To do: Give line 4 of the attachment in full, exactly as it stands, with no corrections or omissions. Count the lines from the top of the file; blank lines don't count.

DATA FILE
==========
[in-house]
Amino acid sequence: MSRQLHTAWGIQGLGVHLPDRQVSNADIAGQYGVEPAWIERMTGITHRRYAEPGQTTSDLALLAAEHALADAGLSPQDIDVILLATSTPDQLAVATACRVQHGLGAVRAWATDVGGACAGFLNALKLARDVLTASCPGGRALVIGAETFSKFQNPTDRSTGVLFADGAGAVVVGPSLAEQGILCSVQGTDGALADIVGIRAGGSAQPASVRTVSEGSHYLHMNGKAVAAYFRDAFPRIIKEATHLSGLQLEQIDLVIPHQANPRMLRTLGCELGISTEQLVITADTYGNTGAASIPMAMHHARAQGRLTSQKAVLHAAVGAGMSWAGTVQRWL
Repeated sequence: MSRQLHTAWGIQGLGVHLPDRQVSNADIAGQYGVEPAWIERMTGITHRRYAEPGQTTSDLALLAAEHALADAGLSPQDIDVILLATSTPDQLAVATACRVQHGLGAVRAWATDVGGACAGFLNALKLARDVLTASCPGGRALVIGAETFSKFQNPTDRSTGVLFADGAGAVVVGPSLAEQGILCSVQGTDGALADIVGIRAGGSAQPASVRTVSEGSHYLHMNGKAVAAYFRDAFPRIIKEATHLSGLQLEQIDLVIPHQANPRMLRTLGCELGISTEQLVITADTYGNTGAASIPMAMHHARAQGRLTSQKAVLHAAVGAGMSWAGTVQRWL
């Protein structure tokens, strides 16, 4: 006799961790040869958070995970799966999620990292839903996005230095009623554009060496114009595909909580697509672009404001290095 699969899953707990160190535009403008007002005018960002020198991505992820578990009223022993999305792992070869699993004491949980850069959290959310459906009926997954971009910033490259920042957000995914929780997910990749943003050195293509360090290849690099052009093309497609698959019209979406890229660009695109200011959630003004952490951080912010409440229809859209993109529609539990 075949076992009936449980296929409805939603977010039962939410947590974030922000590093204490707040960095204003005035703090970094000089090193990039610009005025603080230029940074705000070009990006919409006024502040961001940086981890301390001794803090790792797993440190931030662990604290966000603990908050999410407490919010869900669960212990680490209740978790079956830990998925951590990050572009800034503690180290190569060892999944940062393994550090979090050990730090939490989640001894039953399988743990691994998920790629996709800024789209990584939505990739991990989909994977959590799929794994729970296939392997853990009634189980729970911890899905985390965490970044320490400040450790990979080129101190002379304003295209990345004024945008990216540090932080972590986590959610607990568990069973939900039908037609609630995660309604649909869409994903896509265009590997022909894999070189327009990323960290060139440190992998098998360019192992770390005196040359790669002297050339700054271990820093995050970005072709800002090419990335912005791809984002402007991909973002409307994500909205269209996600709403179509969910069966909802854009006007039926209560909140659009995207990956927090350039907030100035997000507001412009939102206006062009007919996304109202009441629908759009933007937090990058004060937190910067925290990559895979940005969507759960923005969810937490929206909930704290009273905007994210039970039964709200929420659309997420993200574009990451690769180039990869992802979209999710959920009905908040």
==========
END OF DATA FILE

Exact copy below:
């Protein structure tokens, strides 16, 4: 006799961790040869958070995970799966999620990292839903996005230095009623554009060496114009595909909580697509672009404001290095 699969899953707990160190535009403008007002005018960002020198991505992820578990009223022993999305792992070869699993004491949980850069959290959310459906009926997954971009910033490259920042957000995914929780997910990749943003050195293509360090290849690099052009093309497609698959019209979406890229660009695109200011959630003004952490951080912010409440229809859209993109529609539990 075949076992009936449980296929409805939603977010039962939410947590974030922000590093204490707040960095204003005035703090970094000089090193990039610009005025603080230029940074705000070009990006919409006024502040961001940086981890301390001794803090790792797993440190931030662990604290966000603990908050999410407490919010869900669960212990680490209740978790079956830990998925951590990050572009800034503690180290190569060892999944940062393994550090979090050990730090939490989640001894039953399988743990691994998920790629996709800024789209990584939505990739991990989909994977959590799929794994729970296939392997853990009634189980729970911890899905985390965490970044320490400040450790990979080129101190002379304003295209990345004024945008990216540090932080972590986590959610607990568990069973939900039908037609609630995660309604649909869409994903896509265009590997022909894999070189327009990323960290060139440190992998098998360019192992770390005196040359790669002297050339700054271990820093995050970005072709800002090419990335912005791809984002402007991909973002409307994500909205269209996600709403179509969910069966909802854009006007039926209560909140659009995207990956927090350039907030100035997000507001412009939102206006062009007919996304109202009441629908759009933007937090990058004060937190910067925290990559895979940005969507759960923005969810937490929206909930704290009273905007994210039970039964709200929420659309997420993200574009990451690769180039990869992802979209999710959920009905908040």